You’ve created a will, written an advance health-care directive and selected an executor for your estate. You’ve let your loved ones know your wishes in terms of finances and end-of-life care, but have you thought about what happens to your Facebook page or your iTunes collection after you’re gone?
From banking to photo-sharing, music and e-book libraries to bill-payment, our lives are increasingly being lived and stored online. We upload our latest family vacation photos to Shutterfly, download our favorite band’s new album from iTunes, and share our stories on Facebook. But when planning our estate, we don’t often think about what happens to these online accounts after our death. And unless you make plans ahead of time, when you die, your "digital assets" may be mismanaged, or even disappear entirely.
But there's plenty you can do right now to ensure the fate of your digital afterlife — and to make things easier for the ones you leave behind.
Step one: Take an inventory of your accounts
The simplest way to do this is to create a list of all of the websites you use in a month that require log-in information, and then, either in a secure document on your computer or in a notepad, write down the website, your log-in name and your password.
This list might include:
- Financial institutions such as banks, investment firms, credit card companies and insurance providers
- Utility and phone service providers or any company whose bill you pay online
- Medical billing accounts
- Email accounts
- Social media sites such as Facebook, Twitter, LinkedIn or blogs you manage
- Photo-sharing sites such as Flickr or Shutterfly
- Digital music and e-book libraries
Step two: Review each account’s Terms of Service
Once you have a list of online accounts, you should read the terms of service (TOS) associated with each site. Though most of us don’t usually read the fine print, this document typically contains important information about what happens to your account when you die.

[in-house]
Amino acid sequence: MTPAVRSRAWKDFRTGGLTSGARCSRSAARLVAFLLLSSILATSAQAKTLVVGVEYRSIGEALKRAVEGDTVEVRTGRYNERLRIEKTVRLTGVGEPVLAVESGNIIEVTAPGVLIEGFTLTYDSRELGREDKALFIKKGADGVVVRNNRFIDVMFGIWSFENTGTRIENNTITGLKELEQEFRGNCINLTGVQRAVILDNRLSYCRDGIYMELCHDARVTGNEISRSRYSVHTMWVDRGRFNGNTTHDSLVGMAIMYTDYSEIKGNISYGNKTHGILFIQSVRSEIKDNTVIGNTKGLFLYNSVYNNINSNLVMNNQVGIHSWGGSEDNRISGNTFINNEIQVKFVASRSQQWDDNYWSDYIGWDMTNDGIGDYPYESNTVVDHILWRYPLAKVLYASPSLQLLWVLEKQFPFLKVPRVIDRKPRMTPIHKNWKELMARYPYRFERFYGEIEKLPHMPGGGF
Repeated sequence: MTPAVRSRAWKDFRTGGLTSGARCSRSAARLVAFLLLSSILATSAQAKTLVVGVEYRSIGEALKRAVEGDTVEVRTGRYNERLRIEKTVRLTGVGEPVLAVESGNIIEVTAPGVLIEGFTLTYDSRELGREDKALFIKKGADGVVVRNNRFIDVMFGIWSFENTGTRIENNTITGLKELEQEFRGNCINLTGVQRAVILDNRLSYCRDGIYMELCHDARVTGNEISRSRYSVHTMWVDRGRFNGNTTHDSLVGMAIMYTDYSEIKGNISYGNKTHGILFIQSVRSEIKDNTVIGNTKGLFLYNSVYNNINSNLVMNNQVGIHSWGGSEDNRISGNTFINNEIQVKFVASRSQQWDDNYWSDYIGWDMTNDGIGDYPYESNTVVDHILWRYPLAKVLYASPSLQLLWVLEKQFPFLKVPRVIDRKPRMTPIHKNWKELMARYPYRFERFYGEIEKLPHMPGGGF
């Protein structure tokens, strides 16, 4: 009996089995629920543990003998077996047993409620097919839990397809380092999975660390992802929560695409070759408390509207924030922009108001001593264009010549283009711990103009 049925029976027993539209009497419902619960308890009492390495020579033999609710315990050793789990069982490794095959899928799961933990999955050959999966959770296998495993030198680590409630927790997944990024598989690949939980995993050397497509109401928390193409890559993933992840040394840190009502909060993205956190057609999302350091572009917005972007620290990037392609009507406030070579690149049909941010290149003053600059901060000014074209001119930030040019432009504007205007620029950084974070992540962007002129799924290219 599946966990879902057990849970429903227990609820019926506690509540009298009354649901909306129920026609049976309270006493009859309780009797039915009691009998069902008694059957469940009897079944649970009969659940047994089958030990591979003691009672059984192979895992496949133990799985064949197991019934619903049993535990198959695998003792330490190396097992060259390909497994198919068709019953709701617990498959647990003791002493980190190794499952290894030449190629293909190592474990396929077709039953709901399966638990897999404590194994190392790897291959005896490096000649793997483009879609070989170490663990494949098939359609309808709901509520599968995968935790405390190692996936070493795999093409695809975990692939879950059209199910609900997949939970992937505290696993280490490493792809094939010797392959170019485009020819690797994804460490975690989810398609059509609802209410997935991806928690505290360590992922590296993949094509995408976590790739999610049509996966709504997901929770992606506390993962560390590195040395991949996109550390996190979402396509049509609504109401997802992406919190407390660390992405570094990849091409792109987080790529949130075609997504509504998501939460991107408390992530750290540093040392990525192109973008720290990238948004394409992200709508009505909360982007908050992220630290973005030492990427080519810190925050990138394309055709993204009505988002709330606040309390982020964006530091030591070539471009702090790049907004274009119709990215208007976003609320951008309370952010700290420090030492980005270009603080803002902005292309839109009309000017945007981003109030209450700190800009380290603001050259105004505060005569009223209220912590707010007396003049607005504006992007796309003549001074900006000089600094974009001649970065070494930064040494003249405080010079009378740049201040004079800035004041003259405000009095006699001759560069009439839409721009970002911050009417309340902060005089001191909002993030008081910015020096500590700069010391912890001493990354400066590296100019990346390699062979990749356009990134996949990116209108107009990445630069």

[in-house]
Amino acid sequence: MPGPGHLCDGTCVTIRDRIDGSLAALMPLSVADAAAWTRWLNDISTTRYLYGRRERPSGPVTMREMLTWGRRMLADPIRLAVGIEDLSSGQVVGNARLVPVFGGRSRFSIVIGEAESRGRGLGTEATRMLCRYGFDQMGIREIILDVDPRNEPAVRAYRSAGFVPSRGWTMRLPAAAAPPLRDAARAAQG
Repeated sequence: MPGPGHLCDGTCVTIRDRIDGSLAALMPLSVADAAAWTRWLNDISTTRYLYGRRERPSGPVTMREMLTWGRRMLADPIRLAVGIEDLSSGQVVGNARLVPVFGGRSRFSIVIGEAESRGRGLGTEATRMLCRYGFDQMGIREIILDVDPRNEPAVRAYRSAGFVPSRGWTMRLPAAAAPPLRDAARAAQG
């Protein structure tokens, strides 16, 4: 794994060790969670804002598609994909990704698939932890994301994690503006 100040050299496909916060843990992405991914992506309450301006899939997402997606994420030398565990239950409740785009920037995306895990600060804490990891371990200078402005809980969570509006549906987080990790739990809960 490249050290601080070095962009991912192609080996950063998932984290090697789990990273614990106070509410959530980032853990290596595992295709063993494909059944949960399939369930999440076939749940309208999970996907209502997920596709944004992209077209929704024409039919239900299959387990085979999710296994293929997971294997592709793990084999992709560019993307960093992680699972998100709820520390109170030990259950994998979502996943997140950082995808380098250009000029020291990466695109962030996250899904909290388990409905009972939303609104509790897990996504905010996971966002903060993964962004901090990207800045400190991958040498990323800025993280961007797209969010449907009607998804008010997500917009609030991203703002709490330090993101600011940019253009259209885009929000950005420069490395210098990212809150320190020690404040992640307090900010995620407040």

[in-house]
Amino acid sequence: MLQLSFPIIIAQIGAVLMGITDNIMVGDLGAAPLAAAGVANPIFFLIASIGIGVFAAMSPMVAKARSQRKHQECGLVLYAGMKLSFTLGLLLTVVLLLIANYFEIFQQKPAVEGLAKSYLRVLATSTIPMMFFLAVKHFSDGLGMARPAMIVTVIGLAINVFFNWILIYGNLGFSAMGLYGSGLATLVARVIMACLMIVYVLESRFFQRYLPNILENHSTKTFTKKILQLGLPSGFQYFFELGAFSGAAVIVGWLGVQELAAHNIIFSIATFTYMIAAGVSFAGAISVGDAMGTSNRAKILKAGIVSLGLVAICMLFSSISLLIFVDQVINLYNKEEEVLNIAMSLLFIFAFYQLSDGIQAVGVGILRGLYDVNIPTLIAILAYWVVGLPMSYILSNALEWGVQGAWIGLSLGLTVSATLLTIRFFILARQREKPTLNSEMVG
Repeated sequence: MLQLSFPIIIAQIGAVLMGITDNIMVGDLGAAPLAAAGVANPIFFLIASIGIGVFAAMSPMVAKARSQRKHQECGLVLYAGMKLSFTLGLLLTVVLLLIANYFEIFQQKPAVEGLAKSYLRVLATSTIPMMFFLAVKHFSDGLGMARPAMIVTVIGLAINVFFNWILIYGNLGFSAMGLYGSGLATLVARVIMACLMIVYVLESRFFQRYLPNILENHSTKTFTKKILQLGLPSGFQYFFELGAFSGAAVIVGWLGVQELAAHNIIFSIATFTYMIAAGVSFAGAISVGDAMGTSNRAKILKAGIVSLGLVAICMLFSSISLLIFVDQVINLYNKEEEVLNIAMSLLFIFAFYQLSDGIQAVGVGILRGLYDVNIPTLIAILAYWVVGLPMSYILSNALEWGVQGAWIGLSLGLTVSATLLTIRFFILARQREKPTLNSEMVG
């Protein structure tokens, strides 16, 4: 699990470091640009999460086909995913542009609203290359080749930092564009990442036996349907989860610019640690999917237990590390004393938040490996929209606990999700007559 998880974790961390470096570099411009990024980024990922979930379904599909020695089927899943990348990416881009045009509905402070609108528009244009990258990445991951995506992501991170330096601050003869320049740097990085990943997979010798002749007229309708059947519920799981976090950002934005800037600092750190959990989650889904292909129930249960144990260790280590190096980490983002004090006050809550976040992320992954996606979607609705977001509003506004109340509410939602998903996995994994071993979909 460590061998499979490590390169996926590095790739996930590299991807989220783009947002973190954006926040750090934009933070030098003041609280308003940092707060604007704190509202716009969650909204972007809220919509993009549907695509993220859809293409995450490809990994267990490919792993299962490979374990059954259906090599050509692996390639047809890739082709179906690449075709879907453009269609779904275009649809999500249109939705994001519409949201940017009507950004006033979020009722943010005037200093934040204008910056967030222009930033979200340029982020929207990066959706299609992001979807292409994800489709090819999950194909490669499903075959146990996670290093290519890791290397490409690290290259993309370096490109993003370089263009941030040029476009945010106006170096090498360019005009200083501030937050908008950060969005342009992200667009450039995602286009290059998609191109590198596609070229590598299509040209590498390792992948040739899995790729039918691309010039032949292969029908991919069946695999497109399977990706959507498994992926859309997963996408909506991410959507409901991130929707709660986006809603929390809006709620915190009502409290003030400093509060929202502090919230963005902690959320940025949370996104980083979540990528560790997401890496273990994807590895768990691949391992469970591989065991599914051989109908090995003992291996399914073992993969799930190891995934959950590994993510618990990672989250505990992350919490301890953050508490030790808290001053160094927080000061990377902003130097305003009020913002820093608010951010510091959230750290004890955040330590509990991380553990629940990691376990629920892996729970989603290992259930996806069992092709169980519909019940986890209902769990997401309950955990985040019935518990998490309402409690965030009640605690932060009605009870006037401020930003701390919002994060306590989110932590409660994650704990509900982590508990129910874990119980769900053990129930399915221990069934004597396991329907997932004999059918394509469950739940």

In many cases, the TOS gives you a nontransferable license, which means that no one else can access your account after your death. For example, when you purchase a song from iTunes or buy an ebook for your Kindle, don't actually own the item. Instead, you purchase a license to use the download during your lifetime. So don't promise someone your iTunes collection before making sure that it's yours to pass on.
When it comes to your email, some service providers, such as Yahoo!, consider your account terminated upon your death. Federal law prohibits these companies from divulging your personal email contents without your consent. If you want your heirs to be able to access your email after you're gone, you should draft a statement to that effect.
Social media sites have begun offering additional services, such as the Facebook feature that allows friends and family members to share memories of a deceased loved one on his or her timeline. The service can be activated once the site receives proof of that person's death, and deactivated at a family member's request.
Photo-sharing sites such as Shutterfly and Flickr are a great way to share favorite moments, but if you want your family to be able to access your digital photos after you're gone, save your favorite images to your computer and back up on a external hard drive, CD, or cloud storage system (if you use a cloud system, make sure you include your username and password information in your account list). This will make it easier for your most treasured images to stay in the family.
Step three: Make sure your heirs have access
Your will is a public document so you won’t want to include the list of usernames and passwords directly within it. Instead, specify the storage location of the list within this document.
Just as creating a will or an advanced directive is an act of love to try and make your death easier on your family, having clear plans in place when it comes to your digital life will help relieve stress on your loved ones left behind.